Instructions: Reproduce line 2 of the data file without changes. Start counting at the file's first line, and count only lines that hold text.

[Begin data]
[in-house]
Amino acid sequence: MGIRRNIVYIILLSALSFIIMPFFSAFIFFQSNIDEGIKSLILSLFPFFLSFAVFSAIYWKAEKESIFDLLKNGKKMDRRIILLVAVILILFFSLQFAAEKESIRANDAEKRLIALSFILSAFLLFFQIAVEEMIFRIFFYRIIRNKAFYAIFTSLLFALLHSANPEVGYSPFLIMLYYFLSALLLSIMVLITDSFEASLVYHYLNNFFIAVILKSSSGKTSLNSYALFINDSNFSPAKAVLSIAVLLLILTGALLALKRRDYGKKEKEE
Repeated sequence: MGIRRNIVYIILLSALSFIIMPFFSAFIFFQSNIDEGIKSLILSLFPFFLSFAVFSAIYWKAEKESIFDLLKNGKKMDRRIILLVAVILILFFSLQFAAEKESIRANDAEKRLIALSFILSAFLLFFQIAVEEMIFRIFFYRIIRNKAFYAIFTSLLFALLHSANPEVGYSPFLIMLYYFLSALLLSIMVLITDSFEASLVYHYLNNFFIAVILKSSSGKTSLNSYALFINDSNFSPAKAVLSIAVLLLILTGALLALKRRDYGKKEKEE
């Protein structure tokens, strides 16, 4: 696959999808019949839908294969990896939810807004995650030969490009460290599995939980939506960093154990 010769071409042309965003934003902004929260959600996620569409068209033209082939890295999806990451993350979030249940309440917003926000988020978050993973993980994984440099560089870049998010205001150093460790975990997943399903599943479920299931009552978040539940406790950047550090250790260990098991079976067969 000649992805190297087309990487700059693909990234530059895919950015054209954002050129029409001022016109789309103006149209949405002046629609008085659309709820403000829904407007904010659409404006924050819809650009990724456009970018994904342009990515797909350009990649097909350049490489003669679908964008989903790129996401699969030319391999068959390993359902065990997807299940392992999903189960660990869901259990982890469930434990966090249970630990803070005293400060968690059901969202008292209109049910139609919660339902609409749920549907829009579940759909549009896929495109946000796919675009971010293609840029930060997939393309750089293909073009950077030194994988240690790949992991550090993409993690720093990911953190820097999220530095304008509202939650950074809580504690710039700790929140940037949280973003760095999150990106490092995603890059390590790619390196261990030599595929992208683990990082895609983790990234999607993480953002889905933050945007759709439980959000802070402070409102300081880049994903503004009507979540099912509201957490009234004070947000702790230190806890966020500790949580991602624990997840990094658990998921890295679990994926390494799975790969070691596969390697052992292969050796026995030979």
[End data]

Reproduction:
Amino acid sequence: MGIRRNIVYIILLSALSFIIMPFFSAFIFFQSNIDEGIKSLILSLFPFFLSFAVFSAIYWKAEKESIFDLLKNGKKMDRRIILLVAVILILFFSLQFAAEKESIRANDAEKRLIALSFILSAFLLFFQIAVEEMIFRIFFYRIIRNKAFYAIFTSLLFALLHSANPEVGYSPFLIMLYYFLSALLLSIMVLITDSFEASLVYHYLNNFFIAVILKSSSGKTSLNSYALFINDSNFSPAKAVLSIAVLLLILTGALLALKRRDYGKKEKEE